Though he didn’t exactly say so, I sensed that Ted felt my poems relied too heavily on angst and a bleak worldview, but I didn’t feel like venturing into dark territory with him. I soon found the happy talk and the sweating and the big pupils and the dining on Pepsis and junk food painful to watch and think about. Yes, he was living each day as he wanted to and celebrating life in his work, but looking at it from the dark side, he was destroying his life with speed. The pills kept me going, until now he had even written in a midlife obituarial. Other students noticed less his dilated pupils than his energy, but I noticed them and they angered me because I was still recovering from having someone I loved hooked on methedrine. Indeed, working four days a week ten to four at the Writing Center and teaching English at the college, I was trying to believe there could be happiness in a normally paced life in a one-bedroom apartment in the untrendy reaches of Inwood, Northern Manhattan. It was true that at the end of the week I bought liquor against the coming solitude, so Ted did have a point. But Ted was getting less reliable, and I couldn’t bring myself to work with him on my thesis because I didn’t want to watch him rush headlong into heart failure or have to deal with the already too-familiar and unreliable life patterns of the speed addict. So instead of working with Ted I worked with the faculty jazz poet, Barry Wallenstein, who could meet regularly and assure the completion of my degree by May. I felt that could not be done with Ted, though I know now that I was dead wrong. I knew I was making one of the more foolish mistakes of my life, but I simply couldn’t bear to stand before speed again; I had to have reliability. As a result I was forced to listen jealously to Gorelick’s tales of his visits to the Notley-Berrigan home, where Ted had, as he put it, verbalized himself “a place in Society, 101 St. Mark’s Place, Apt. 12A, NYC 10009 New York.”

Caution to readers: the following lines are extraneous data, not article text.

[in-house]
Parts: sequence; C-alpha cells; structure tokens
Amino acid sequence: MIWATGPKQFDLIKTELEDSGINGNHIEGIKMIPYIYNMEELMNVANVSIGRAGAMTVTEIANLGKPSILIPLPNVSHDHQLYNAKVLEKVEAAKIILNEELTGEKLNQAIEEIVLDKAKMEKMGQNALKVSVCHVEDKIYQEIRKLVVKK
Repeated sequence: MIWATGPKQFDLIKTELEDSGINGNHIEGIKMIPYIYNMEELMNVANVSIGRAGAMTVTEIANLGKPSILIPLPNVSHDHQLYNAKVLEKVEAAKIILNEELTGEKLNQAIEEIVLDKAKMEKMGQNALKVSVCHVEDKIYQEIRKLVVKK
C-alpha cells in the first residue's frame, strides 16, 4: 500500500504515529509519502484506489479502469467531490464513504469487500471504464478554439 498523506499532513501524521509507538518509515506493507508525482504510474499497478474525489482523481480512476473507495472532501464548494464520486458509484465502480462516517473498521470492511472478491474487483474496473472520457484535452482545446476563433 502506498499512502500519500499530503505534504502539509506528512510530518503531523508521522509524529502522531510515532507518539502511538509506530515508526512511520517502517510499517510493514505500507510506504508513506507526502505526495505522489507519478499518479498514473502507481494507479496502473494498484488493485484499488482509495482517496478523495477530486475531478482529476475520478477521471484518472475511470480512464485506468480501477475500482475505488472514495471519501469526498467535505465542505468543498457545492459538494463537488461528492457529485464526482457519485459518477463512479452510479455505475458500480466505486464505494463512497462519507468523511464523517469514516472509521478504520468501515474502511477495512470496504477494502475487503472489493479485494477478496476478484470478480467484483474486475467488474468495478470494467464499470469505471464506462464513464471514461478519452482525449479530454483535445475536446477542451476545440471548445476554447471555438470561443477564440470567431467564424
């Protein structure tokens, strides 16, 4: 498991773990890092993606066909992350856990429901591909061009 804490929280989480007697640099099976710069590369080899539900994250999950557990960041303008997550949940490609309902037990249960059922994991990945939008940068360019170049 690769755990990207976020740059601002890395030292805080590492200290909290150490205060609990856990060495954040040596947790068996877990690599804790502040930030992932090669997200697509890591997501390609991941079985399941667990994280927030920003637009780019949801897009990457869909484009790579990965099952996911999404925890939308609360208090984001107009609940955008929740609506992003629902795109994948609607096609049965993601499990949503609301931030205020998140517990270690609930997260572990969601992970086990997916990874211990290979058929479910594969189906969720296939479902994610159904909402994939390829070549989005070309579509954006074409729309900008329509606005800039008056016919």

The next spring, Ted died of heart failure.
The memorial at St. Mark’s Church was standing room only. The wake, in a surprisingly large old East Village apartment, was the best party I’ve ever been to, a place where I felt completely comfortable for hours and hours on end. Food, drink, talk, flirtation in the many rooms one could wander into without the slightest sense of intruding or bothering-it was lively and loving, and I met Anne Waldman and Anselm Hollo and Alice Notley, an Irish-looking woman with long, dark hair who for most of the party remained in a small pantry with a few close friends. I spent much of the evening talking to an attractive poet who turned out to be a very nice man, and later someone turned on the radical New York radio station WBAI-wait a minute, wait a minute, wait a minute-and Ted’s voice was right in the room. And soon there was laughter and cheering and hooting and whistling at the sheer happiness of hearing him again, as if he were still alive, as his poems were. I went home with the nice poet, and it seemed like a lovely way to end the evening: an ending that was, as Ted had written in the obituarial, “suitable, & fitting.”